But this time I want, and I’m willing, to learn.
It is fair to say I didn’t do well at school. I didn’t enjoy the formal learning environment or the chosen teaching style. I didn’t enjoy being in a fixed place, looking in the same direction, at the back of the same kids head, half-listening to some dude chunter on about long division or something. When will I, or have I, use that anyway? Never, that’s when.
Why are some fixed on a particular way of teaching? Why are others drawn to a particular way of learning? Is it a preference or something else?
I have preferences. Hear me out before the “no evidence for that” type comments. I am self-aware enough to recognise that there are many different ways I like to learn as there are many different ways that I like to impart my knowledge to help others. Do I need evidence for that? No.
I know what I like, how I like and when I like. There isn’t A single thing.
I also know what I don’t like and how I don’t like to learn. I still learn though. It’s important to stretch my thinking, my learning, to take myself out of my comfort zone and feel uncomfortable. That’s good learning in itself.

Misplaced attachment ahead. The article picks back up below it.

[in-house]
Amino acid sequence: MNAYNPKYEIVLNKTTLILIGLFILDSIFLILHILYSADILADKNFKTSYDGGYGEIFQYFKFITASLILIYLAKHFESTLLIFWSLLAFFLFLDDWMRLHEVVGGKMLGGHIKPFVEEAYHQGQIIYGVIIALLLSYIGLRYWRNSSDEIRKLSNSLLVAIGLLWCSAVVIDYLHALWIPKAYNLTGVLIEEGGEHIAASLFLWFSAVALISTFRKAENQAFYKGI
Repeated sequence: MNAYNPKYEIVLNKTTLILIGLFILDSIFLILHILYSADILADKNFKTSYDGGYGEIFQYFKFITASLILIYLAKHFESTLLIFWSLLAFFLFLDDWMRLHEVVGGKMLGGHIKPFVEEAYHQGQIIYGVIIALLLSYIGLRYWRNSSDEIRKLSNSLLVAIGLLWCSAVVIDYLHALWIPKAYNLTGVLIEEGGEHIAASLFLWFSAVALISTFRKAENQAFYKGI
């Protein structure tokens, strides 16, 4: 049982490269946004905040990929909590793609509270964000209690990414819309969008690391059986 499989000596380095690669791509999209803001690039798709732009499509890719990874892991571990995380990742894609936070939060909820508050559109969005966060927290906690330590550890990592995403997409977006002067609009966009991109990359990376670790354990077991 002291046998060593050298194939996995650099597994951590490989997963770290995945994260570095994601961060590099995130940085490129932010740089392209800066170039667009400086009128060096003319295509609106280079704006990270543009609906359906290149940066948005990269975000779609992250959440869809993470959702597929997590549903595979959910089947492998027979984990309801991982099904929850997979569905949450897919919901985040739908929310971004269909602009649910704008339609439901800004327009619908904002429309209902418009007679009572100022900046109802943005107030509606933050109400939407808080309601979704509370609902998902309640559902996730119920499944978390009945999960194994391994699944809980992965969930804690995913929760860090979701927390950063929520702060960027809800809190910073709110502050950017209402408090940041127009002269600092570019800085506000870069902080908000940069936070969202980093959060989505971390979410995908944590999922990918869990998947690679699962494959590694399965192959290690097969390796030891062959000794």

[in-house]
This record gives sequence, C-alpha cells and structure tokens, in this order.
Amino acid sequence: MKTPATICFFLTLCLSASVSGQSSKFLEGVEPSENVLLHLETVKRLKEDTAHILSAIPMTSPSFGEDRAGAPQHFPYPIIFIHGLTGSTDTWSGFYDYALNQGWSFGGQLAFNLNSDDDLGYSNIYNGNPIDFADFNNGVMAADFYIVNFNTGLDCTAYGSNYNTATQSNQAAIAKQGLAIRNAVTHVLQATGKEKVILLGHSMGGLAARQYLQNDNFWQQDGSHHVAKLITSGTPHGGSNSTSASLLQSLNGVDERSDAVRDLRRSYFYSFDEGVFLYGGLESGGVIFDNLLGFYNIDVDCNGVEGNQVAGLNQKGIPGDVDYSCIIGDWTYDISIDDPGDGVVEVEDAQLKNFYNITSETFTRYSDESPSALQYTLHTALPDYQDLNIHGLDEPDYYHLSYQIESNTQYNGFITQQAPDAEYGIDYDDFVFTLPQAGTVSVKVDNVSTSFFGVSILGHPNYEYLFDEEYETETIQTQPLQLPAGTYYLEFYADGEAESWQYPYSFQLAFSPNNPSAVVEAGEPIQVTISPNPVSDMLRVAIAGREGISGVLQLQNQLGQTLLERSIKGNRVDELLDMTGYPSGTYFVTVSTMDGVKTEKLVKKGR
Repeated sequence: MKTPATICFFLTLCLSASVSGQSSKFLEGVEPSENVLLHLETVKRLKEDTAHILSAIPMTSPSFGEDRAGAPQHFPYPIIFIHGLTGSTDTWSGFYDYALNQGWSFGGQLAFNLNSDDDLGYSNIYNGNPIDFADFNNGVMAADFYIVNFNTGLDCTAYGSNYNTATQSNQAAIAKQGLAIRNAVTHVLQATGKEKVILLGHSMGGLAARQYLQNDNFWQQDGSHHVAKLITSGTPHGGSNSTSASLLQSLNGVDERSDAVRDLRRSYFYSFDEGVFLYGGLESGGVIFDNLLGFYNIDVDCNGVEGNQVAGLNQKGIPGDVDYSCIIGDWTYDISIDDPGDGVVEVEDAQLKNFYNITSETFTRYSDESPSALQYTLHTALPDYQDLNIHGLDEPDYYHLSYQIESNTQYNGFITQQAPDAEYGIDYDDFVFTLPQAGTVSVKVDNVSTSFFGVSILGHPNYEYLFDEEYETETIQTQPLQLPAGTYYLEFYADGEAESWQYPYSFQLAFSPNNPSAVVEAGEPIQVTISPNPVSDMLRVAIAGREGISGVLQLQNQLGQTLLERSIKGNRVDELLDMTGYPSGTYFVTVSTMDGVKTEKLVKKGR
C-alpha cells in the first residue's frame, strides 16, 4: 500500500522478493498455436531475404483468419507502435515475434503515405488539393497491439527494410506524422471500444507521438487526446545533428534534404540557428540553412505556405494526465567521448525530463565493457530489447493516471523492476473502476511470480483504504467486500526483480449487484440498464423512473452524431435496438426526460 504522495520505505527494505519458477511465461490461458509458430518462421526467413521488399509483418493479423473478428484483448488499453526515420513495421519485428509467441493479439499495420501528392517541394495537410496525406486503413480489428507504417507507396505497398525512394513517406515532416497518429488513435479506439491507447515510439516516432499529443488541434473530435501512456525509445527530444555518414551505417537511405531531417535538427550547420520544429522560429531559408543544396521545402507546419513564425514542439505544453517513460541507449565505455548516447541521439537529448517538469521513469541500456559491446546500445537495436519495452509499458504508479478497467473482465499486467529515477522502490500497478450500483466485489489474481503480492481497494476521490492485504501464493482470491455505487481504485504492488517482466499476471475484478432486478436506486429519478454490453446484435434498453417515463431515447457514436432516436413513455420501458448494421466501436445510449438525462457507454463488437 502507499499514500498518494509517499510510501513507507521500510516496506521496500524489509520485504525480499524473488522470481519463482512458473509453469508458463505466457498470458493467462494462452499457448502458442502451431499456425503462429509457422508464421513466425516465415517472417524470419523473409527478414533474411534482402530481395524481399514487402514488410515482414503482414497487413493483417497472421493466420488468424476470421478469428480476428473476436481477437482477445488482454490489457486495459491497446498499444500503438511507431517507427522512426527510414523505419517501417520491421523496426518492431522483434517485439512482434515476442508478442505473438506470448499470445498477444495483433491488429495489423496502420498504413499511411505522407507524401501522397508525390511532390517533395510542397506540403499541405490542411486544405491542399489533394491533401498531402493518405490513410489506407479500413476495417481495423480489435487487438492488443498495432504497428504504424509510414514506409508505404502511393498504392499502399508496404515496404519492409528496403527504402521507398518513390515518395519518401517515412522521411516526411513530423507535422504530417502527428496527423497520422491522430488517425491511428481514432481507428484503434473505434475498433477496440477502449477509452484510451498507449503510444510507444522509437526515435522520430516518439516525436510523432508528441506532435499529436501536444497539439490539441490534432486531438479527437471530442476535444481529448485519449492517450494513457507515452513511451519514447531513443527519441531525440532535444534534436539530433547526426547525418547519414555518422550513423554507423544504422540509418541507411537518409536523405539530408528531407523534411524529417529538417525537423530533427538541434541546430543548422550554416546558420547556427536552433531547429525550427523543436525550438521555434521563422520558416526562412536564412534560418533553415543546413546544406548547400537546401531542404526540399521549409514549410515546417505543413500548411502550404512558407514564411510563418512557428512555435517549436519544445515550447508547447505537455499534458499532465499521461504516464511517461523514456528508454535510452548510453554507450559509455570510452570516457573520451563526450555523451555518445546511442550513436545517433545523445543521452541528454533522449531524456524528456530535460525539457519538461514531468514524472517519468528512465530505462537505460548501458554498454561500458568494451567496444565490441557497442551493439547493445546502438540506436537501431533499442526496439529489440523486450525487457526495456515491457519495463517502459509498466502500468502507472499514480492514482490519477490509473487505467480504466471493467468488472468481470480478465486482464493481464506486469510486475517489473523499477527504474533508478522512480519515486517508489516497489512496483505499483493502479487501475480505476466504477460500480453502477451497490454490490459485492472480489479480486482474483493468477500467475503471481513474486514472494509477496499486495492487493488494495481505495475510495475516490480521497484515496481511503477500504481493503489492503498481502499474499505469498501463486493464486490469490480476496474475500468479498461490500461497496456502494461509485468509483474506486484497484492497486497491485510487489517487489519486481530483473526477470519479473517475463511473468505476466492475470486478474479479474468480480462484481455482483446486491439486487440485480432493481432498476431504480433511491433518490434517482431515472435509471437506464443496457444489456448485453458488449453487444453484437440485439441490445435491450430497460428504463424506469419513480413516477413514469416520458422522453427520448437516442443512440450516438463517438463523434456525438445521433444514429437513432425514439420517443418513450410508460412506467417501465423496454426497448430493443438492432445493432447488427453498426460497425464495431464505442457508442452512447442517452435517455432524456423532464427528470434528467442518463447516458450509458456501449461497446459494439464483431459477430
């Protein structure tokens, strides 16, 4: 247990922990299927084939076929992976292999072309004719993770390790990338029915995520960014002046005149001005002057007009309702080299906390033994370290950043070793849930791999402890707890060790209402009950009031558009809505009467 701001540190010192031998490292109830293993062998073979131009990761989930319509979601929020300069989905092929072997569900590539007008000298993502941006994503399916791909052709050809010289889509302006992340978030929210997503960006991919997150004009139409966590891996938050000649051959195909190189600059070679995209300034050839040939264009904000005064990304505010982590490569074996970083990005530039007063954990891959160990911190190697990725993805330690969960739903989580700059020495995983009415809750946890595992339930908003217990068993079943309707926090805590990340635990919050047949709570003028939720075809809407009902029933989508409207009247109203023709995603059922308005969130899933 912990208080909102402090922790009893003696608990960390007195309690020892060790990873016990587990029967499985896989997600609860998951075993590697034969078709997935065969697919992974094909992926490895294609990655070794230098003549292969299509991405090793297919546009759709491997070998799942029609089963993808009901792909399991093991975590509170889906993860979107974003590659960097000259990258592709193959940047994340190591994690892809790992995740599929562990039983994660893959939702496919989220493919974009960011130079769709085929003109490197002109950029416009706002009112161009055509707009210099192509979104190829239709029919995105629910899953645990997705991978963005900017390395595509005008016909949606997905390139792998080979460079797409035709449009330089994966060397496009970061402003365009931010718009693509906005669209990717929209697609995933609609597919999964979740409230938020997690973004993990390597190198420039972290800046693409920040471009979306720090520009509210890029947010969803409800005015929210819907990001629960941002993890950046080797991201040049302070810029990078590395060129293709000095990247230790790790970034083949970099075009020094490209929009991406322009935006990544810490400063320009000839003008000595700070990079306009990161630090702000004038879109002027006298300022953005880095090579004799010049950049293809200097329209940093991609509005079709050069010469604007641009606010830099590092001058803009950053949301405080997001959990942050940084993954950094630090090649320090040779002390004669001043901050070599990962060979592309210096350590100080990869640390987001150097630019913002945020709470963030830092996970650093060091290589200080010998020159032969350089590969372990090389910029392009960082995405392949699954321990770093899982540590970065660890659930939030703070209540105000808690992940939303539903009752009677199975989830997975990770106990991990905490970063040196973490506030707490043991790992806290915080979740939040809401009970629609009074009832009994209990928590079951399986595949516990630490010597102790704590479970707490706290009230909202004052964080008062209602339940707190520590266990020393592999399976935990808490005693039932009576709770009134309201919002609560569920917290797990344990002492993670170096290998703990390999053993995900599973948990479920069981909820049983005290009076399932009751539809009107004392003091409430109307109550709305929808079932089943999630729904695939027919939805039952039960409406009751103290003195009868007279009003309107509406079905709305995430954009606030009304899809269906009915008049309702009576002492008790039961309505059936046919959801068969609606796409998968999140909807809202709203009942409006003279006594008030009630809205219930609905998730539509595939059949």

Let me offer some context.
The old skool, traditional, way of learning didn’t work for me. Fixed time, fixed location, same person with their fixed views telling me how I should learn something. It is amazing how different we are taught and how this can impact in later life. Hubby and I have long debates on this subject. He was taught in a fundamentally different way to me. He also absorbs information very differently to me. We still learned the same core stuff though.
What works for me? Well, it depends what day it is. What mood I’m in. What space I’m in. Whether I am looking for a solution to something or simply want to challenge my own thinking. I learn so much from Twitter. It is definitely my favoured space, with some of the most brilliant people to learn from.
I now have a bit of a routine going where, at specific times of the week, I will definitely learn something new.
Monday morning, first thing: Blog central at 7am. Reflections and thoughts, from people I respect and some I don’t yet know, who have digested stuff they learned the previous week, or over the weekend, and I have my morning commute learning sorted.
Tuesday evening: 8pm-9pm is #LDNights, facilitated by @LnDConnect. I love this. Learning with a cheeky Gin in hand. It’s allowed, you know.
Friday morning: 8am-9am is #LDInsight. This is where my regular Twitter learning started. Facilitated by @LnDConnect, a community of learning professionals, come together to grow the capabilities, thinking & development of the profession.
Saturday: I look forward to my lie in and I wake to a brew and @MJCarty‘s weekend blog. It is a delight and always offers varied themes, an important message and helps me to start the day in a real positive way.
Sunday: At the moment, Sunday learning for me is about participating in a MOOC. Foundations of the Social Age by @JulianStodd – I should have finished 3 weeks ago but life has been busy, busy and I have consciously given me back my Sunday for family, QT and, well, me.